Antonio Sanchez: Conversations with the Music
Music can range in its meanings and expression from the sacred song of the medicine man to the 2:00 AM syncopated notes in a smoky Village bar, but why do we do it? What use does it serve us? This is a first in a series of interviews with musicians about the nature of our relationship to music, particularly improvisational jazz.
Antonio Sanchez could be a poster child for what happens when you mix equal measures of extraordinary talent, deep training, exceptional discipline and focus the temperature of new-tempered steel in one human being. With skills bordering on those of a dancer, he's played drums with [guitarist] Pat Metheny's Pat Metheny Group and Trio for four years, in addition to other stints with [pianist] Danilo Perez, [saxophonist] Michael Brecker, [bassist] Charlie Haden, [singer] Claudia Acuna and [singer] Luciana Souza among others.
Quiet-spoken yet intense, Sanchez took time during the IAJE Convention in January 2006 in New York City for this interview with All About Jazz.
All About Jazz: Thank you for meeting with me. What year were you born?
Antonio Sanchez: 1971, in Mexico City.
AAJ: Can you tell me a little about your background? How long were you there?
AS: I was there until I was 21. I then moved out of Mexico. I did all of my schooling over there pretty much. When I was 17, I enrolled in the National Conservatory to study classical piano. I did that for four-and-a-half years and then I moved to Boston when I was 21 to go to Berklee [Berklee College of Music in Boston] for four-and-a-half years. I then went to the New England Conservatory for an extra year. And that's all my schooling.
AAJ: That's quite a bit, actually. What were your musical influences growing up? Was it a musical household?
AS: Yes, definitely, I mean, I think I am a drummer and a musician because of my mother, even though nobody played anything at home. My grandfather is a very famous actor in Mexico, Ignacio Lopez Tarso. He's been in a million soaps and especially theater and movies.
So it's an artistic family and I've been around rehearsals and opening nights and things like that so the lingo at least was familiar to me. And I kind of liked that life. But I think the biggest lesson I learned was from my grandfather even though it wasn't in a direct fashion, was that you could make a living doing what you liked doing, and make a very good living, actually. My grandfather, as far back as I can recall was very well off, which wasn't always the case. But he's so good that he broke through. So that was one of the biggest lessons for me, to have the courage to go for it. My mother was from the Woodstock generation, so she's a rocker, she loves rock...we'd always be listening to Creem and Jimi Hendrix, The Who, The Beatles, The Rolling Stones, and you know, Led Zeppelin.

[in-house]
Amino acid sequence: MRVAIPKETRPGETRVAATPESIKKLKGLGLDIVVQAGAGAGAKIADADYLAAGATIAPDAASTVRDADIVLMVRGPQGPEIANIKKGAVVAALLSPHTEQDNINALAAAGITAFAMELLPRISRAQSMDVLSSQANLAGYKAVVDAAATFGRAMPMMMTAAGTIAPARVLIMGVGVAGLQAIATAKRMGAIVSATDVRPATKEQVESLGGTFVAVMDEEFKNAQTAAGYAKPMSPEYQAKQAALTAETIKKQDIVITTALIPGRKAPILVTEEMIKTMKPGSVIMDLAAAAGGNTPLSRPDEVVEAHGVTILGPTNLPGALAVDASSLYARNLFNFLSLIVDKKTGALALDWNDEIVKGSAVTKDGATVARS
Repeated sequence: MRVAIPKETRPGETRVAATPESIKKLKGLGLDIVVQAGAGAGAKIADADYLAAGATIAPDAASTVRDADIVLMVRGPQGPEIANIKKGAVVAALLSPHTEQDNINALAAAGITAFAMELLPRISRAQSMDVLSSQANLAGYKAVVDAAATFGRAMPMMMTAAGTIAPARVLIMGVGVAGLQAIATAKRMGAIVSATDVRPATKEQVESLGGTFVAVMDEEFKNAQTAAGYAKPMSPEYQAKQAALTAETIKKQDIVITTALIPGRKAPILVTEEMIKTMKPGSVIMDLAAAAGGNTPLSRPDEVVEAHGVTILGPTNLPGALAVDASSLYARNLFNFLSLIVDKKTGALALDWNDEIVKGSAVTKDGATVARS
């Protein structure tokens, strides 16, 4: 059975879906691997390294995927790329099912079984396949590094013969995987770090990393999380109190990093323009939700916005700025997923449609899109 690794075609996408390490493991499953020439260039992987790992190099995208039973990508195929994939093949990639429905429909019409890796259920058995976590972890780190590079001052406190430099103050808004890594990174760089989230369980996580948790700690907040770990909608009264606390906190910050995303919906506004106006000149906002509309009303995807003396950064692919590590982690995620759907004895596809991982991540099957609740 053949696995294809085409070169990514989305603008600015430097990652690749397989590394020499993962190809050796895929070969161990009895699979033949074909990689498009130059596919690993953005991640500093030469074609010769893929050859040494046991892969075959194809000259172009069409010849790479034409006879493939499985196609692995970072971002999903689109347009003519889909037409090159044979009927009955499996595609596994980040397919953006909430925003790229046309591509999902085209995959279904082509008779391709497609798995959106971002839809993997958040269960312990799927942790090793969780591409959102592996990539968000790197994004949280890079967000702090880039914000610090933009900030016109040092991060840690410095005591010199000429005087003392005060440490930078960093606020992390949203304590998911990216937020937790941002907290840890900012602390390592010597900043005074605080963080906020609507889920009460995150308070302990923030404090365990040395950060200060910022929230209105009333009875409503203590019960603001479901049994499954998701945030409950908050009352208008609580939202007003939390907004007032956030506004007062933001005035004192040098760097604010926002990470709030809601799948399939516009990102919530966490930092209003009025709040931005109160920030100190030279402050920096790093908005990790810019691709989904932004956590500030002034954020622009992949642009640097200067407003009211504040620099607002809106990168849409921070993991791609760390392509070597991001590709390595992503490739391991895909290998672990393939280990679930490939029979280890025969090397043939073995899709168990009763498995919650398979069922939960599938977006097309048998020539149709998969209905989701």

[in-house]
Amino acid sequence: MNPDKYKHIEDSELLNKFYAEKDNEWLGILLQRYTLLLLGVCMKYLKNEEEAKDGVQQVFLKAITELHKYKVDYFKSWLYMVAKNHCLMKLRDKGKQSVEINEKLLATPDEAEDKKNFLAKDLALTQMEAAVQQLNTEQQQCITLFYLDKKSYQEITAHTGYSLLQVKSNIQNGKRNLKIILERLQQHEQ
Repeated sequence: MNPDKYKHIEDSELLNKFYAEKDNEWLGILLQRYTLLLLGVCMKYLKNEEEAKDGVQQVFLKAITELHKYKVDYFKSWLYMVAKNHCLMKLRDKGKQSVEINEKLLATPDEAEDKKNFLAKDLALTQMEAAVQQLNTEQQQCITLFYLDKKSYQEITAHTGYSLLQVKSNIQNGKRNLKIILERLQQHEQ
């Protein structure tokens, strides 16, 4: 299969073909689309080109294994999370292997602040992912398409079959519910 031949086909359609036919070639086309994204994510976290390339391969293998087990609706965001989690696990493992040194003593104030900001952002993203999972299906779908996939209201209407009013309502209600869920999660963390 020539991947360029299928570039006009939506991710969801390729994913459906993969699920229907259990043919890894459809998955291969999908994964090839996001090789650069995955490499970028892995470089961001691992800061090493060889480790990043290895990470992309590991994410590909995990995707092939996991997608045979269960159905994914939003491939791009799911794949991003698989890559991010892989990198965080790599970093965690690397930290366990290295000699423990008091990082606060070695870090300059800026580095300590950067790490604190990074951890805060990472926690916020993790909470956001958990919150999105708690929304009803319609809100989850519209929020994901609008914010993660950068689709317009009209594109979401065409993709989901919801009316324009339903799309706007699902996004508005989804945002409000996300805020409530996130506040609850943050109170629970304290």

AAJ: I noticed your ringer....[Sanchez's ringtone is the opening bars of "Kashmir by Led Zeppelin].
AS: Exactly, exactly. I love Led Zeppelin. So I was a rocker at heart and for a very long time. And I used to be in the rock circuit in Mexico and had a bunch of different rock bands. I used to be a songwriter, stuff like that. Then I started getting frustrated with the way things were going in terms of if you don't really have a charismatic singer, you really can't do anything much with your band. So we really couldn't get a hold of a charismatic singer, so I started thinking that if I'm not going to make it with a rock band I probably should start thinking about how I can make it on my own as a musician.
Rock is not like you can play with a number of different bands, there's usually a band and they stick together. It's not like, OK, now we're going to change drummers because we had the same one for two albums, they don't work that way. So I thought, well, if I get really good by myself, maybe people will call me just to get my skills on their album or for their concert or whatever. That led to jazz, so here I am.
AAJ: I've always been curious about, and I think other people have been too, truly, you can turn your back on you playing, and it sounds like a minimum of two drummers.
AS: [laughs] Hopefully playing in sync with each other...
AAJ: Yes, definitely. You really do seem to have extraordinary motor control. Did you go out of your way to train for that?
AS: Well, I don't know. I was probably pretty good at sports and gymnastics. I was on Mexico's National Gymnastics Team for a little while.
AAJ: Not many people can have all four appendages doing something different at the same time...
AS: [laughs again]Well, on the other hand, I have seen drummers who were fat and don't seem to care or work out, and they do the most amazing things, so it's very personal, how you're built, what your capabilities are.
AAJ: Definitely, although there's probably some natural talent in there as well.
AS: Well, I think that definitely might help.
AAJ: Do you compose now at all?
AS: I write, but I'm very shy. I play with such great composers and musicians, my music doesn't sound as evolved as what I would like to play, so I'm really a shy writer. But I do write and I want to do an album this year, hopefully. At least record some of my music.